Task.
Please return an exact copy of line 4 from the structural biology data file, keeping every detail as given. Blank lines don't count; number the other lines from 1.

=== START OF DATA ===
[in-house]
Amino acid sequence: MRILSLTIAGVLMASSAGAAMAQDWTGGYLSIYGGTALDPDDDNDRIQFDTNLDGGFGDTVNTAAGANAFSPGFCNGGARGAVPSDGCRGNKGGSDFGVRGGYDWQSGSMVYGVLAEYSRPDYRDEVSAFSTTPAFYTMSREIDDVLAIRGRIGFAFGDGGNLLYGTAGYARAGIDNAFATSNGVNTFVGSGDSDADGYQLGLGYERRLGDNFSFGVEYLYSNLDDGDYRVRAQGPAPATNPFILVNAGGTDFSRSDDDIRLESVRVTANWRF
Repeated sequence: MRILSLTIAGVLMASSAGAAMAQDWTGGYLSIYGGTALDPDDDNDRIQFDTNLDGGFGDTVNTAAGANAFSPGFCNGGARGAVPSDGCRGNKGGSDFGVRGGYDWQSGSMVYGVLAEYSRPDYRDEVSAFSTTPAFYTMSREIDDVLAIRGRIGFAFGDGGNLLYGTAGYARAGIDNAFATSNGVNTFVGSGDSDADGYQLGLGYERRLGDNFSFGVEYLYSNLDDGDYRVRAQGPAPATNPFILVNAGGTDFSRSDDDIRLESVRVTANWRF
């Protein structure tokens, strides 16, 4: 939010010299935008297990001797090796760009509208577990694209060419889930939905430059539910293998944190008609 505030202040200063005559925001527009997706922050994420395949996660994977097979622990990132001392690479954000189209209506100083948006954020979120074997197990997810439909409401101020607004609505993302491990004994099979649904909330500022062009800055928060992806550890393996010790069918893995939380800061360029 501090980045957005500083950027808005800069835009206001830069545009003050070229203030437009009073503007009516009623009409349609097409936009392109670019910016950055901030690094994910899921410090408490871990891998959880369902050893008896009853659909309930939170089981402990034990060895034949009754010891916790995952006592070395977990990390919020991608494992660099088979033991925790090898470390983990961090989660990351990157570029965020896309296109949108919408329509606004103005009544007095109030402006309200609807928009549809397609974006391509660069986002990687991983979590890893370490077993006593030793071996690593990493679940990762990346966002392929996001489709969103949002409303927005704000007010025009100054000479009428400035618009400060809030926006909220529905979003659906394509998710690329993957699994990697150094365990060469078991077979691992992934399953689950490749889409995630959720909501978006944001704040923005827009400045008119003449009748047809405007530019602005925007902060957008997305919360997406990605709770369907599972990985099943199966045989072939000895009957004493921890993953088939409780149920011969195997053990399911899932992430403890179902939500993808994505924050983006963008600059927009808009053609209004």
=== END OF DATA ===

């Protein structure tokens, strides 16, 4: 939010010299935008297990001797090796760009509208577990694209060419889930939905430059539910293998944190008609 505030202040200063005559925001527009997706922050994420395949996660994977097979622990990132001392690479954000189209209506100083948006954020979120074997197990997810439909409401101020607004609505993302491990004994099979649904909330500022062009800055928060992806550890393996010790069918893995939380800061360029 501090980045957005500083950027808005800069835009206001830069545009003050070229203030437009009073503007009516009623009409349609097409936009392109670019910016950055901030690094994910899921410090408490871990891998959880369902050893008896009853659909309930939170089981402990034990060895034949009754010891916790995952006592070395977990990390919020991608494992660099088979033991925790090898470390983990961090989660990351990157570029965020896309296109949108919408329509606004103005009544007095109030402006309200609807928009549809397609974006391509660069986002990687991983979590890893370490077993006593030793071996690593990493679940990762990346966002392929996001489709969103949002409303927005704000007010025009100054000479009428400035618009400060809030926006909220529905979003659906394509998710690329993957699994990697150094365990060469078991077979691992992934399953689950490749889409995630959720909501978006944001704040923005827009400045008119003449009748047809405007530019602005925007902060957008997305919360997406990605709770369907599972990985099943199966045989072939000895009957004493921890993953088939409780149920011969195997053990399911899932992430403890179902939500993808994505924050983006963008600059927009808009053609209004």